- Computer modeling to determine stability during earthquakes: A real or hypothesized landslide-prone slope can be modeled with different earthquake scenarios to determine whether a landslide would be probable under given conditions.
Relationship to Other Natural Disasters
- Earthquakes are the most common trigger for landslides.
- Landslides often coincide with torrential downpours of rain or massive snowmelt runoffs -conditions that often trigger flooding.
- Wildfires can also be a direct cause of landslides. The removal of vegetation from slopes decreases the stability of the soil because root structures that provide soil stability and absorb water are missing.
- Coastal landslides and underwater landslides can cause tsunamis.
- Volcanic eruptions can trigger massive landslides. One of the largest in U.S. history was a massive debris flow that resulted from a Mount St. Helens eruption (see Figure 6-right). Volcanic landslides are often referred to as lahars.
- An avalanche is a landslide involving a large amount of ice, snow and rock falling quickly down the side of a mountain.
avalanche: A fall or slide of a large mass, as of snow or rock, down a mountainside.
debris: The scattered remains of something broken or destroyed; rubble or wreckage.
debris flow: A churning, water-saturated mass of rock, soil and organic matter that rushes down mountain slopes, typically originating as a landslide. (Source: USGS)
erosion: A group of natural processes by which material is worn away from the Earth's surface.
friction: Force that resists the relative motion or tendency to such motion of two bodies in contact.
gravity: The natural force of attraction exerted by a celestial body, such as Earth, upon objects at or near its surface, tending to draw them toward the center of the body.
landslide: The downward sliding movement of a relatively dry mass of earth, rock and/or other fill, under the influence of gravity.
model: (noun) A small object, usually built to scale, that represents in detail another, often larger object. (verb, as in computer modeling) To make a mathematical description of observed behavior (data, conditions, assumptions), for the purpose of predicting behavior.
mudflow: A downhill movement of soft wet earth and debris, made fluid by rain or melted snow and often building up great speed.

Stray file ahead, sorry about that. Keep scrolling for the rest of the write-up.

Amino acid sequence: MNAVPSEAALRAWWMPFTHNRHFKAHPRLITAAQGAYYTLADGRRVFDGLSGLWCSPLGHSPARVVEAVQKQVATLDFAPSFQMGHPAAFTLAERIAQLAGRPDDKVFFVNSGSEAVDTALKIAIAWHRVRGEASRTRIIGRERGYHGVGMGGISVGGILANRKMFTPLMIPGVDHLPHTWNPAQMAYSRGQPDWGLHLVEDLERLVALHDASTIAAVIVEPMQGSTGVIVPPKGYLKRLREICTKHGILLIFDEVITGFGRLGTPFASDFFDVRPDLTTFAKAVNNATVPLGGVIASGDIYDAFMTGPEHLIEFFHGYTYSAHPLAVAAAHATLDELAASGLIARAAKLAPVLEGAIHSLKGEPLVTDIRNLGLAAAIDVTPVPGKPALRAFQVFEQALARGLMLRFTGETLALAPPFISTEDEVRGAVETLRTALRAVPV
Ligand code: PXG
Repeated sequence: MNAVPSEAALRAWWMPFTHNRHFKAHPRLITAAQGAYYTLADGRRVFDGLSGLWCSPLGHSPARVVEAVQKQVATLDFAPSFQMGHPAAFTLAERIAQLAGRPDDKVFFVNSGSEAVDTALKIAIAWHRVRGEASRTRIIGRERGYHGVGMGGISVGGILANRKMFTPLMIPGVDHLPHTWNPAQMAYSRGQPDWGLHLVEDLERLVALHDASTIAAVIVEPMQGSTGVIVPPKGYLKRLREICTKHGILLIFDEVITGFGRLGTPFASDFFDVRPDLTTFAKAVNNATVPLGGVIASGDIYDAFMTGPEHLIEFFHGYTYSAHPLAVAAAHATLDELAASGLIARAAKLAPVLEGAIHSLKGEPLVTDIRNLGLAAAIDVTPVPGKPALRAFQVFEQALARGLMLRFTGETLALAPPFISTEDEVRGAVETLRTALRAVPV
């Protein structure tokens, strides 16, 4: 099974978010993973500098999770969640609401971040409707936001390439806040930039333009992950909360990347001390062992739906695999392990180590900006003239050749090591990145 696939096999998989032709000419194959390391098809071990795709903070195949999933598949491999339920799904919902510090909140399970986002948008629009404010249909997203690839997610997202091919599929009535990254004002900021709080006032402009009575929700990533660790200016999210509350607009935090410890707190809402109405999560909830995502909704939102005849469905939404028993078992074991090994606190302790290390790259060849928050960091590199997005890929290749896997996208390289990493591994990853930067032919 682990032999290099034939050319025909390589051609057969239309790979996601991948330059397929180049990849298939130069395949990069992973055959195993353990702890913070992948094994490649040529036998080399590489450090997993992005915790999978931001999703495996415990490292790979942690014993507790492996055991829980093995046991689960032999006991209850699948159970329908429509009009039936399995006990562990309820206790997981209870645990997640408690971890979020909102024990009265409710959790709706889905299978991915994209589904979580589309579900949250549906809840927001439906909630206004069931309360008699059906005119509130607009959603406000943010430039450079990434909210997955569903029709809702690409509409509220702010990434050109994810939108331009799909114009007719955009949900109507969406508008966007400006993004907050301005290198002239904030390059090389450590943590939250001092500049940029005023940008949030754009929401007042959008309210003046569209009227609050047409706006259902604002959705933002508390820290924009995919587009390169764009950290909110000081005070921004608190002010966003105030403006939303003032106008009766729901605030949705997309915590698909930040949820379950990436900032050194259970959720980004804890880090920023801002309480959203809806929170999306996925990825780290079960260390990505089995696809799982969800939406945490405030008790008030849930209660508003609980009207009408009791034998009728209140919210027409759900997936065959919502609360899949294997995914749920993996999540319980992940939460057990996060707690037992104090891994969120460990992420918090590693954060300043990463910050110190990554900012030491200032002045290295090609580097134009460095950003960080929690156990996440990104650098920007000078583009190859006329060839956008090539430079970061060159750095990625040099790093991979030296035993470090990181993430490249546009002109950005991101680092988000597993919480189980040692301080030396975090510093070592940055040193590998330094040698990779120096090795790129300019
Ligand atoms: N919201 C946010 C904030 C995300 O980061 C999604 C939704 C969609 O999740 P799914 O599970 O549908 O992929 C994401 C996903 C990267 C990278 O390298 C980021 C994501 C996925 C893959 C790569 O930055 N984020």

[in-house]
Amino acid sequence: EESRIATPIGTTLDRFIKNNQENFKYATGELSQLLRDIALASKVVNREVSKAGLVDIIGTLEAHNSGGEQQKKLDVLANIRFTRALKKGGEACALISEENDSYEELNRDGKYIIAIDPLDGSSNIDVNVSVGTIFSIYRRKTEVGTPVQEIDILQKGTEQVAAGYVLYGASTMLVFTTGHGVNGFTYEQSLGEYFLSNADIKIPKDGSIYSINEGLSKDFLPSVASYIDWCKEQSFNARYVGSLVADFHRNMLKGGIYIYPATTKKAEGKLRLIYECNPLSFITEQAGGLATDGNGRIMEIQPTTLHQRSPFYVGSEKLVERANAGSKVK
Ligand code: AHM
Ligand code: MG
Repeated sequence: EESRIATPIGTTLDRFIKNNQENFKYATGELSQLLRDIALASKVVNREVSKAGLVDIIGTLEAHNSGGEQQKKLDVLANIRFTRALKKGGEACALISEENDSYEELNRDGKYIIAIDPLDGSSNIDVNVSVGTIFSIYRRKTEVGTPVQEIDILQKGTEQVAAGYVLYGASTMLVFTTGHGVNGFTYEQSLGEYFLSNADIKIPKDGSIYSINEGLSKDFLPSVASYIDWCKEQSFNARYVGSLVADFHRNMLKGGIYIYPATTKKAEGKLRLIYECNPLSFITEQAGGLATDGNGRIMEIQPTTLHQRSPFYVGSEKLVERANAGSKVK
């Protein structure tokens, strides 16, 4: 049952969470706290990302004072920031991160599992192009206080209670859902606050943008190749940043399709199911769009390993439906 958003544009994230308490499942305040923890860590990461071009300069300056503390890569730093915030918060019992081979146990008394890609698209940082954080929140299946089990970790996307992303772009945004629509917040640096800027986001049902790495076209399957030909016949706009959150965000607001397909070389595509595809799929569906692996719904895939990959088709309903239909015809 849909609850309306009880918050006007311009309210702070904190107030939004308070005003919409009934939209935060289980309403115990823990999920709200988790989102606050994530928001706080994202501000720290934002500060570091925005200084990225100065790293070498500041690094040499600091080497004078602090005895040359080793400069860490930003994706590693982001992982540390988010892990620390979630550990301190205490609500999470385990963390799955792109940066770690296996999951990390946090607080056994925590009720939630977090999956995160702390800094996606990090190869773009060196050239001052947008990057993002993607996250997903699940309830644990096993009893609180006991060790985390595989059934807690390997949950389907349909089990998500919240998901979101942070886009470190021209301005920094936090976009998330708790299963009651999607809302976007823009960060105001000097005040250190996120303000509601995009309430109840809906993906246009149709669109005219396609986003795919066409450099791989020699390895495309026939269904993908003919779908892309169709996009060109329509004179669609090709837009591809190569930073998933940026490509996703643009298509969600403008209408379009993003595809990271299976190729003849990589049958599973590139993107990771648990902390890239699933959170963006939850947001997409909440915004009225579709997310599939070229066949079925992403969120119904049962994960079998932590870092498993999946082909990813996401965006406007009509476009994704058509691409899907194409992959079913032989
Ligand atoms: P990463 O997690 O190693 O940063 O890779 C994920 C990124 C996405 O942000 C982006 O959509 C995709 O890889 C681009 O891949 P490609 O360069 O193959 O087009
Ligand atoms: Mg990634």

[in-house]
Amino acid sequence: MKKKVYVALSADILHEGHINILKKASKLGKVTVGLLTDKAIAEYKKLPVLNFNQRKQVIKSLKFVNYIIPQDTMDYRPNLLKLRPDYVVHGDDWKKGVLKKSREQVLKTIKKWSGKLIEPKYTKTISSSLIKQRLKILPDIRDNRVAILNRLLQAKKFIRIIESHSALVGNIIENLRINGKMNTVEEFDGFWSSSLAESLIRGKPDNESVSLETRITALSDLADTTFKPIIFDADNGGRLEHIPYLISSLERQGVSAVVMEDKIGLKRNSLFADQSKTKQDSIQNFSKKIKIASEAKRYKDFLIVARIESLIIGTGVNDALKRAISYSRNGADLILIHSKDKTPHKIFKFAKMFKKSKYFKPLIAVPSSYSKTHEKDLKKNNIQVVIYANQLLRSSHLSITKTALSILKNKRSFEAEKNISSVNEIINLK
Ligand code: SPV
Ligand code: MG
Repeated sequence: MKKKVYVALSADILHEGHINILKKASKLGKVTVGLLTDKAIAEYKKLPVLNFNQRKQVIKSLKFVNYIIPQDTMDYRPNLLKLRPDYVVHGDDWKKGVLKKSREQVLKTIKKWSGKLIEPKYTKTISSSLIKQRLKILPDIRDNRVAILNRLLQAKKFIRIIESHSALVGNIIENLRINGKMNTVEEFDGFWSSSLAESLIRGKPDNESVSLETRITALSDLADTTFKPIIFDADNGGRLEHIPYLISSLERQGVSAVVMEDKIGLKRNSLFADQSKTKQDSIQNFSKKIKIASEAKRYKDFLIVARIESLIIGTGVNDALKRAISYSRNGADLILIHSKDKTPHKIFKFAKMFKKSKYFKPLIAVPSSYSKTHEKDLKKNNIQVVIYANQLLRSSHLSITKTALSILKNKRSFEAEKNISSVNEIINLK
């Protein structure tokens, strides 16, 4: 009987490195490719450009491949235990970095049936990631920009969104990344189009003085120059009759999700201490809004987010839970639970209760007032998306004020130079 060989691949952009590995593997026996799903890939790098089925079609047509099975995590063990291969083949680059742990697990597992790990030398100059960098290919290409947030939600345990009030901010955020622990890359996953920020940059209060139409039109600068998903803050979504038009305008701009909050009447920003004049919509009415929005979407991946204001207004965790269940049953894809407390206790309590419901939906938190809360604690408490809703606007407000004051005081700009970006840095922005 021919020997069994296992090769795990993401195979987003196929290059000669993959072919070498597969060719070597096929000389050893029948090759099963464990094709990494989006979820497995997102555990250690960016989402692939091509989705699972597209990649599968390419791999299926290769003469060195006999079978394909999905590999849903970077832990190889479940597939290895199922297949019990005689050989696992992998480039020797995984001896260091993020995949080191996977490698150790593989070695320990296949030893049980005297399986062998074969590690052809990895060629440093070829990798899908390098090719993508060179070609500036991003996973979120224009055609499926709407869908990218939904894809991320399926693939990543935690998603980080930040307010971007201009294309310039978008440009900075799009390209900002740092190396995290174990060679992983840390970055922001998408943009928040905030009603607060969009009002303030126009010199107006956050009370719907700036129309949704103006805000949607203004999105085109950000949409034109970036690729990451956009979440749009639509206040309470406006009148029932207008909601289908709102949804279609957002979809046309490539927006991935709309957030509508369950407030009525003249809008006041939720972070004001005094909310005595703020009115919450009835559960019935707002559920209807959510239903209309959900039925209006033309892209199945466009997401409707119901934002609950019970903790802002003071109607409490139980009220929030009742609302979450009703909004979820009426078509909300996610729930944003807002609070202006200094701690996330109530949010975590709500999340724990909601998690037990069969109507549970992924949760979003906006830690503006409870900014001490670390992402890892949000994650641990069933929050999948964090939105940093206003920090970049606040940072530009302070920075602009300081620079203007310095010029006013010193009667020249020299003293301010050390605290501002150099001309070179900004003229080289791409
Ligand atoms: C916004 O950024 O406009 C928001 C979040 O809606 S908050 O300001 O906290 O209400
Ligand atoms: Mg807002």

mudslide: A landslide of mud (wet earth).
trigger: An event that initiates a landslide.
unstable vs. stable: Whether or not a slope is prone to landslides.
- Mini-Landslide - Students explore different ways in which landslides start and behave in response to numerous variables: material (sand, gravel, lava rock), slope and water content. They measure and compare the severity of the landslides they create. This activity is a small-scale model of a debris chute currently being used by engineers and scientists to study landslide characteristics.
The landslides that we watched in the demonstration (and activity) happen very quickly. Some landslides take a long time, creeping along, centimeter by centimeter. They are not as dangerous to human lives, but they are just as destructive when it comes to destroying buildings and property. Gravity and friction are major factors in landslides. Gravity pulls the soil and dirt of a landslide down a slope that has become slippery. What are some things that affect gravity and friction in landslides? (Possible answers: Heavy rain, runoff water.)
Do you think that a landslide is more likely to occur on a hillside covered with trees and bushes, or one that is bare dirt? Hillsides with trees and shrubs are much more stable. The roots hold the earth in place and absorb lots of the water that makes landslides much worse. What do you think happens when people cut down all of the trees on a hillside, or a wildfire burns away all the trees and plants? That's right, landslides become much more likely. So imagine an area that just had a forest fire. If the fire is followed by a heavy rain, there is a good chance of a landslide. This cause-and-effect behavior of natural disasters happens all over the world. Just like forest fires, volcanoes and earthquakes can lead to landslides; landslides, in turn, can cause tsunamis.
What are engineers doing to keep us safe from natural disasters, such as landslides? Well, first, engineers study landslides in great detail. Then, they develop measurement tools to predict landslides, design buildings and structures that keep us safe, and design human-made structures (tunnels, roads, homes) that reduce the danger and destruction due to landslides and/or do not cause future landslides.